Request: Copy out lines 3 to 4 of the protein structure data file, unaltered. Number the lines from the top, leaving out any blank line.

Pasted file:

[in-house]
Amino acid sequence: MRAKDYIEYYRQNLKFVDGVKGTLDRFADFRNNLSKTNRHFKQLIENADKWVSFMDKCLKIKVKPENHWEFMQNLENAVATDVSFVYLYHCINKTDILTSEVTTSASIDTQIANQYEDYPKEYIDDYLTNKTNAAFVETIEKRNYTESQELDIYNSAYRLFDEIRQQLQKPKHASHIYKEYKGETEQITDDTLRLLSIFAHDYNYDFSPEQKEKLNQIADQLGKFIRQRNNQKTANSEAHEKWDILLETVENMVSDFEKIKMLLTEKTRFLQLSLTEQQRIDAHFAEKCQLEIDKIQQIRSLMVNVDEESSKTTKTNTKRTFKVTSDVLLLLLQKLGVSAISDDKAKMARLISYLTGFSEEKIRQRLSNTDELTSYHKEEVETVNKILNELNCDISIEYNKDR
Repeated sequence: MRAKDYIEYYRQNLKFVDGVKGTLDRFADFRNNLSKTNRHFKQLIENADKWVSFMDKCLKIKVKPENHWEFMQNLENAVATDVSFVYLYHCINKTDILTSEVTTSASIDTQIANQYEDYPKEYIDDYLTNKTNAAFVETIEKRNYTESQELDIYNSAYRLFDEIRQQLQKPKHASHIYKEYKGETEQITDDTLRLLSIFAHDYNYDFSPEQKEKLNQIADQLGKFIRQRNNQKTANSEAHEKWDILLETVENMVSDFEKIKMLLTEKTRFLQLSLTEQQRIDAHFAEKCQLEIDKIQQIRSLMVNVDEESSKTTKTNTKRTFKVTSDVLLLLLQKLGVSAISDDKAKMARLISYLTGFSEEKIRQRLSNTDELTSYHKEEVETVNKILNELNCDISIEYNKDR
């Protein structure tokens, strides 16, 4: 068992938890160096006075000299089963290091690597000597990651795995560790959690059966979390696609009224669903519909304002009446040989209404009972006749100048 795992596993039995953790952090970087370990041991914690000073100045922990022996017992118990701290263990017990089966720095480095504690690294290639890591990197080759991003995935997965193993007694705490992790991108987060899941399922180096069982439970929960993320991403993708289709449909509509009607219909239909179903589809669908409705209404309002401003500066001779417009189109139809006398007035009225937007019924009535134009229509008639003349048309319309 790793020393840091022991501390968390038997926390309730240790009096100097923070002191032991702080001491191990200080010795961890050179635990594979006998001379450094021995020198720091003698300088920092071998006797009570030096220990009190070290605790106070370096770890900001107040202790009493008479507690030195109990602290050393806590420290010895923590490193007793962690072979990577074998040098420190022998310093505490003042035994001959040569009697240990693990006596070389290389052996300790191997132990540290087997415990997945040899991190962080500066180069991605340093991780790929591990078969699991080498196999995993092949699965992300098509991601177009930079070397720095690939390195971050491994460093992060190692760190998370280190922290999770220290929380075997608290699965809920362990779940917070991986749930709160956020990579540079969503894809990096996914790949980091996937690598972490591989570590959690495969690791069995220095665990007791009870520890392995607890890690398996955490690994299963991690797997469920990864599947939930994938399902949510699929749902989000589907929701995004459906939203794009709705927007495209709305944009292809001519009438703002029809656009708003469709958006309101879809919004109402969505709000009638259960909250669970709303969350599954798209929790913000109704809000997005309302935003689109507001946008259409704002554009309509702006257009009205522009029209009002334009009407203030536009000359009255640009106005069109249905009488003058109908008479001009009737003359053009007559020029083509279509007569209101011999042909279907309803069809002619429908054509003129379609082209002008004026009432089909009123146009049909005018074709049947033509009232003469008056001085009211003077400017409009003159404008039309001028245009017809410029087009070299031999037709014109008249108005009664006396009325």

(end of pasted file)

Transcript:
Repeated sequence: MRAKDYIEYYRQNLKFVDGVKGTLDRFADFRNNLSKTNRHFKQLIENADKWVSFMDKCLKIKVKPENHWEFMQNLENAVATDVSFVYLYHCINKTDILTSEVTTSASIDTQIANQYEDYPKEYIDDYLTNKTNAAFVETIEKRNYTESQELDIYNSAYRLFDEIRQQLQKPKHASHIYKEYKGETEQITDDTLRLLSIFAHDYNYDFSPEQKEKLNQIADQLGKFIRQRNNQKTANSEAHEKWDILLETVENMVSDFEKIKMLLTEKTRFLQLSLTEQQRIDAHFAEKCQLEIDKIQQIRSLMVNVDEESSKTTKTNTKRTFKVTSDVLLLLLQKLGVSAISDDKAKMARLISYLTGFSEEKIRQRLSNTDELTSYHKEEVETVNKILNELNCDISIEYNKDR
């Protein structure tokens, strides 16, 4: 068992938890160096006075000299089963290091690597000597990651795995560790959690059966979390696609009224669903519909304002009446040989209404009972006749100048 795992596993039995953790952090970087370990041991914690000073100045922990022996017992118990701290263990017990089966720095480095504690690294290639890591990197080759991003995935997965193993007694705490992790991108987060899941399922180096069982439970929960993320991403993708289709449909509509009607219909239909179903589809669908409705209404309002401003500066001779417009189109139809006398007035009225937007019924009535134009229509008639003349048309319309 790793020393840091022991501390968390038997926390309730240790009096100097923070002191032991702080001491191990200080010795961890050179635990594979006998001379450094021995020198720091003698300088920092071998006797009570030096220990009190070290605790106070370096770890900001107040202790009493008479507690030195109990602290050393806590420290010895923590490193007793962690072979990577074998040098420190022998310093505490003042035994001959040569009697240990693990006596070389290389052996300790191997132990540290087997415990997945040899991190962080500066180069991605340093991780790929591990078969699991080498196999995993092949699965992300098509991601177009930079070397720095690939390195971050491994460093992060190692760190998370280190922290999770220290929380075997608290699965809920362990779940917070991986749930709160956020990579540079969503894809990096996914790949980091996937690598972490591989570590959690495969690791069995220095665990007791009870520890392995607890890690398996955490690994299963991690797997469920990864599947939930994938399902949510699929749902989000589907929701995004459906939203794009709705927007495209709305944009292809001519009438703002029809656009708003469709958006309101879809919004109402969505709000009638259960909250669970709303969350599954798209929790913000109704809000997005309302935003689109507001946008259409704002554009309509702006257009009205522009029209009002334009009407203030536009000359009255640009106005069109249905009488003058109908008479001009009737003359053009007559020029083509279509007569209101011999042909279907309803069809002619429908054509003129379609082209002008004026009432089909009123146009049909005018074709049947033509009232003469008056001085009211003077400017409009003159404008039309001028245009017809410029087009070299031999037709014109008249108005009664006396009325």